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Latest ‘news’ about hormone replacement therapy (HRT) and the heart

It would be true to say that for every study that claims benefits for hormone replacement therapy (HRT), there is another that says it isn’t beneficial. There are host of reasons why this might be the case and this is not really the place to have this debate – suffice it to say that the latest information from the 49th Annual Meeting of the American College of Cardiology, which was presented in March this year has stated that the claims that HRT can be beneficial to the heart may have been overstated.

A new study called ERA (Estrogen Replacement and Atheriosclerosis trial) has claimed to show that HRT does not prevent heart disease in older women.  However, the study was with 309 older women who were on average 65 years old and who ALREADY had heart disease.  They were each randomly given Premarin (an oestrogen only preparation), Prempro (an oestrogen and progesterone combination) or a placebo.

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As the study progressed, the researchers used quantitative coronary angiography to identify and measure any changes to the participants arteries that occurred as a result of treatment. The changes that researchers were looking for included, further narrowing of the arteries and a build up of cholesterol, both of which can lead to chest pain and heart attack.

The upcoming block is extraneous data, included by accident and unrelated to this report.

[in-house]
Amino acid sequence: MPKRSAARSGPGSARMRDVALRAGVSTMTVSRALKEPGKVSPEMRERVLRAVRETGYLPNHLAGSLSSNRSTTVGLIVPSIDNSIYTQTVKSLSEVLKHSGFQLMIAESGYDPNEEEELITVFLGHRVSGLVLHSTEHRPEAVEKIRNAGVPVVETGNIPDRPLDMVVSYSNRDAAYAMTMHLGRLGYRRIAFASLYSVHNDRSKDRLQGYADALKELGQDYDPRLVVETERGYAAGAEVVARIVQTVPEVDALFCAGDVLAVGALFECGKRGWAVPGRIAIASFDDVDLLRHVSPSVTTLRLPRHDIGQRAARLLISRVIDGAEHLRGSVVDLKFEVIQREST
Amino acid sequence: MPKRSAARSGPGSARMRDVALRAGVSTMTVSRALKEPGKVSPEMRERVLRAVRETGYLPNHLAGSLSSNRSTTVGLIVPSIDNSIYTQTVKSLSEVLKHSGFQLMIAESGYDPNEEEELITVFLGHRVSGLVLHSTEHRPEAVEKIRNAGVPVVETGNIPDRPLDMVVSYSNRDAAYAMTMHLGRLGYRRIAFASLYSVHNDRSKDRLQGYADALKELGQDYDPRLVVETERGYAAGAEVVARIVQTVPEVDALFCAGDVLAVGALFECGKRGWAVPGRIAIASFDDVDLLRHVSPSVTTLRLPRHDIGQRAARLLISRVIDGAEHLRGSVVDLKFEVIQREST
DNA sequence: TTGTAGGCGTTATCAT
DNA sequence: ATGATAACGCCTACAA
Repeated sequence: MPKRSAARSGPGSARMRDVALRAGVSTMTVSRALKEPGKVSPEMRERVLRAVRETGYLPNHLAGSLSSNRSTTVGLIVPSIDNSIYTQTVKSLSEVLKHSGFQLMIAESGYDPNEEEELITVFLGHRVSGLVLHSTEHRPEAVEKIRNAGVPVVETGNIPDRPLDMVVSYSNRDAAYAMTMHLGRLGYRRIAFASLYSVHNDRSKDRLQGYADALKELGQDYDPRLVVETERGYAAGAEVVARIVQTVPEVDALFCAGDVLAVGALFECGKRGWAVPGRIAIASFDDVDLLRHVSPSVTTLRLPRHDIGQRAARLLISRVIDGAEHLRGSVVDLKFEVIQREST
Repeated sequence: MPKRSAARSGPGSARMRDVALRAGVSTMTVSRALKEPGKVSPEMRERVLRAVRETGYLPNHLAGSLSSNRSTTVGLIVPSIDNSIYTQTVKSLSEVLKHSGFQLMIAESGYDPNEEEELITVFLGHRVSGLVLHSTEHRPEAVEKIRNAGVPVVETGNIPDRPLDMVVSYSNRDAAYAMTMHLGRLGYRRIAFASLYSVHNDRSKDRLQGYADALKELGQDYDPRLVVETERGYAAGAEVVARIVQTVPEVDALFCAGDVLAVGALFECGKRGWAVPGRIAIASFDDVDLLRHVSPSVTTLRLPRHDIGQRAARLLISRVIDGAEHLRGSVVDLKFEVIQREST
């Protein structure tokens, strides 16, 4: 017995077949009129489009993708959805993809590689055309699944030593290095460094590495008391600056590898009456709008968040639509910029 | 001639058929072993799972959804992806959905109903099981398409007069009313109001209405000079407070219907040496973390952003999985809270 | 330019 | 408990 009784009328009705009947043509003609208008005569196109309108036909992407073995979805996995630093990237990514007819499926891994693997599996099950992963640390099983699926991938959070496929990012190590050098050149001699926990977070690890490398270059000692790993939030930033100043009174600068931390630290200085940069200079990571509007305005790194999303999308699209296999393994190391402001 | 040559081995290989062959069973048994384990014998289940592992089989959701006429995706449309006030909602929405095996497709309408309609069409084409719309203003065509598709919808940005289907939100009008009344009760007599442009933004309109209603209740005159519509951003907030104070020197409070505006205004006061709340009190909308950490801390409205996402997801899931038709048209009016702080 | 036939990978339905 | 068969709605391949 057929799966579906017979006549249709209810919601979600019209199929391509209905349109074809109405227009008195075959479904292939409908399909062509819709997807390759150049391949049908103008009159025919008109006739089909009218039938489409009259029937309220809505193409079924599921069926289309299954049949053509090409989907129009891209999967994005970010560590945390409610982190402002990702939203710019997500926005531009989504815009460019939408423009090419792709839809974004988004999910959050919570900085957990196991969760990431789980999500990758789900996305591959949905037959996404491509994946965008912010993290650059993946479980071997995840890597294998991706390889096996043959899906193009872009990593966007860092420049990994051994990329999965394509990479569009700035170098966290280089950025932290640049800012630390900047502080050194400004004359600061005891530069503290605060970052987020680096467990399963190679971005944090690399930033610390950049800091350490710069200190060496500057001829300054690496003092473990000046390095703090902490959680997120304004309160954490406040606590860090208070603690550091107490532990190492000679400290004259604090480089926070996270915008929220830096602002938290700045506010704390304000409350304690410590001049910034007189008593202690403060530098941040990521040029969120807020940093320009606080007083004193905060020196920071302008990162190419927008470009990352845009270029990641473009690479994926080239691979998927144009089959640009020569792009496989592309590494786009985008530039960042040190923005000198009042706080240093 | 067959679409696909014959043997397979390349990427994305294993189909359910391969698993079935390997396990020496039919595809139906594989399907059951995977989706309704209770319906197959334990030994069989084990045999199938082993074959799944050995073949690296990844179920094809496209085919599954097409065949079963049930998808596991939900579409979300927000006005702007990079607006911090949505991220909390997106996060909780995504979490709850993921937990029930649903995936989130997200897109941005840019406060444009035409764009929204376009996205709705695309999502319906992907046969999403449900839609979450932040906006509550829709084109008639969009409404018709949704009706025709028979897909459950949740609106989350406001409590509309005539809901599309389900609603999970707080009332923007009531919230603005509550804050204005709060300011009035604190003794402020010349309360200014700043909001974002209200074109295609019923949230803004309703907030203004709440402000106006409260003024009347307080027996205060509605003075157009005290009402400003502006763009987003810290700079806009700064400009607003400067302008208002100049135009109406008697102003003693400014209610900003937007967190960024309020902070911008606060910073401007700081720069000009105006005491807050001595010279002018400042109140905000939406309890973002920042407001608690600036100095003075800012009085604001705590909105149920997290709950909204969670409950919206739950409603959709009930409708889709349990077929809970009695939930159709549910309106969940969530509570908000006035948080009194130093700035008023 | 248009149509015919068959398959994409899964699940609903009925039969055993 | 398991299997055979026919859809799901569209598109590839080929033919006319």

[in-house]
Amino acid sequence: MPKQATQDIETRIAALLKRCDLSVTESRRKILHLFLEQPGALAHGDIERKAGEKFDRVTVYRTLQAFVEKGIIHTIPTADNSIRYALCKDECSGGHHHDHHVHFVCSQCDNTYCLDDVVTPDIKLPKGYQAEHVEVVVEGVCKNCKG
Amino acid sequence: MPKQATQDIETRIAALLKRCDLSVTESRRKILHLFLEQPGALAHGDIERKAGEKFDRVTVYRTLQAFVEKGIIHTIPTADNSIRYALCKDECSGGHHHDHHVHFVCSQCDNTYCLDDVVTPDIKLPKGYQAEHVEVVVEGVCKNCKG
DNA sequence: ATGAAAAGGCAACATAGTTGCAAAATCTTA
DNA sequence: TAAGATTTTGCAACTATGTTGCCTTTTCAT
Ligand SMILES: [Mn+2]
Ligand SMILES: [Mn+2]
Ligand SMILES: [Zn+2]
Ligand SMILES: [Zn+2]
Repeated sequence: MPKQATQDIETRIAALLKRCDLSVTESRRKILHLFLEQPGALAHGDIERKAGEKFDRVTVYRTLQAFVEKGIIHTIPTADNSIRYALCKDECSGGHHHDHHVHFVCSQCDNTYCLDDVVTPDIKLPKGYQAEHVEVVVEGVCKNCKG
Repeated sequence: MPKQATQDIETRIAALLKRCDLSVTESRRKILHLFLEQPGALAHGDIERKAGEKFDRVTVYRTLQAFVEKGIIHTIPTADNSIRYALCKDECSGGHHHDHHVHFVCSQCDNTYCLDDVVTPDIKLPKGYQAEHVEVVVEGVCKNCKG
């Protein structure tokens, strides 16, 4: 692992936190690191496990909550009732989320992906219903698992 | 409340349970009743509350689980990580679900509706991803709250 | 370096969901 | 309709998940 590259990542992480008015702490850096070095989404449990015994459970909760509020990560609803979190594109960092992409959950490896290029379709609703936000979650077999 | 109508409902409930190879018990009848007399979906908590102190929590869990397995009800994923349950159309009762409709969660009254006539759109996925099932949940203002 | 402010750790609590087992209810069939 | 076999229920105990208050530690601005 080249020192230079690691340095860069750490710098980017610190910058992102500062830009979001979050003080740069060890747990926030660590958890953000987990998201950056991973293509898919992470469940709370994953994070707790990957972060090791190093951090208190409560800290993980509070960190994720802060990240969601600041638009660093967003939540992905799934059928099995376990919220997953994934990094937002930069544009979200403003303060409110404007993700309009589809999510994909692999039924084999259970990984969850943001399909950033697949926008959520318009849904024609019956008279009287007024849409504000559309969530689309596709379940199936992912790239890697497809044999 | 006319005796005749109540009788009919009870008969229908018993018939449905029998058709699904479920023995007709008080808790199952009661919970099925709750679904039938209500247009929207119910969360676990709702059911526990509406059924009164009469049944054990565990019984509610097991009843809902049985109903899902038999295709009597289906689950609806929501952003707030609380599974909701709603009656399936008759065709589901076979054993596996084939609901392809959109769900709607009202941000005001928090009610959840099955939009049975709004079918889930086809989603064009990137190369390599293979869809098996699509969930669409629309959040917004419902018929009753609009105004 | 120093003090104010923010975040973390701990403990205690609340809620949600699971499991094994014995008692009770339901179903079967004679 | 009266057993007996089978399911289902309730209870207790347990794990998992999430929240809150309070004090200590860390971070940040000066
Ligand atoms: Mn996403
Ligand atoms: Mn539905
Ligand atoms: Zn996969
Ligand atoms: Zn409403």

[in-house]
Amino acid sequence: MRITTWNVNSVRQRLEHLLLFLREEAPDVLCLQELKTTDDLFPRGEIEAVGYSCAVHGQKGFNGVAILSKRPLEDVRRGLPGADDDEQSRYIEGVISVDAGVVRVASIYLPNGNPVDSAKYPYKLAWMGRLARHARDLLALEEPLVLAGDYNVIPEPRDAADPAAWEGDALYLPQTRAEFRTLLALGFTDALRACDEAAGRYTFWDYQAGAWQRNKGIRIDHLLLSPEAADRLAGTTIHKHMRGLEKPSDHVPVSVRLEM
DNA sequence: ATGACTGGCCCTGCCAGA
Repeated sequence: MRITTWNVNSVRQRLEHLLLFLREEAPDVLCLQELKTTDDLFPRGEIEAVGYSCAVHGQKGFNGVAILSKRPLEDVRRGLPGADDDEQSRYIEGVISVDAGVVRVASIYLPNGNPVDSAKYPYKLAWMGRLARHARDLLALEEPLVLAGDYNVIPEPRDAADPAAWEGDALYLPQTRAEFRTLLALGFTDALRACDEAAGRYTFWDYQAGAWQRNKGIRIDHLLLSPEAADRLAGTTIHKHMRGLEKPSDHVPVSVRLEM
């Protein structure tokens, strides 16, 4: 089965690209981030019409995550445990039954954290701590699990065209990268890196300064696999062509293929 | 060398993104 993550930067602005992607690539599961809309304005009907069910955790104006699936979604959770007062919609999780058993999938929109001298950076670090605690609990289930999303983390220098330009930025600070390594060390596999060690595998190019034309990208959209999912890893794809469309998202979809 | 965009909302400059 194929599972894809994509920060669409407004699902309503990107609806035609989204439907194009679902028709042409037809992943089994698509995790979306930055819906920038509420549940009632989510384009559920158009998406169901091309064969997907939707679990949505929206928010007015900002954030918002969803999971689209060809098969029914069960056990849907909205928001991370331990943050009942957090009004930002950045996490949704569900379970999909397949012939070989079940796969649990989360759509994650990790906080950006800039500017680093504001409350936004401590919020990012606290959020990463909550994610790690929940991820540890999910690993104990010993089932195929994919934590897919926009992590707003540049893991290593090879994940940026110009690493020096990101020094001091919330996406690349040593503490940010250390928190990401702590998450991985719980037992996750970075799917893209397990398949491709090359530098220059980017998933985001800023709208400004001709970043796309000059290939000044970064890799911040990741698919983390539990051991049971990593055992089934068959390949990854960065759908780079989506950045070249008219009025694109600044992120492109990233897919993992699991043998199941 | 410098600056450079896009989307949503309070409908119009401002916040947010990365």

The group were followed up, on average, after 3.2 years and (perhaps unsurprisingly as all the women already had heart disease) all three groups showed the same rate of narrowing of the coronary vessels. The researchers have concluded that neither oestrogen alone nor oestrogen combined with a progesterone had positively changed the course of the existing heart disease compared to those women who had been given the placebo.

Now, I’m not one to carp on about this – but surely if you wanted to check whether heart disease was prevented by the use of hormone replacement therapy then you should perhaps have been considering working with women who didn’t display heart disease to start with!

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Linda Parkinson-Hardman

Transformational coach and founder of the Hysterectomy Association. Professionally I'm an information scientist who specialises in the adoption and engagement of digital technologies. I am a writer and author of nine books to date, and I've edited a further seven; phew what a lot for a Thursday afternoon :-)

This Post Has 11 Comments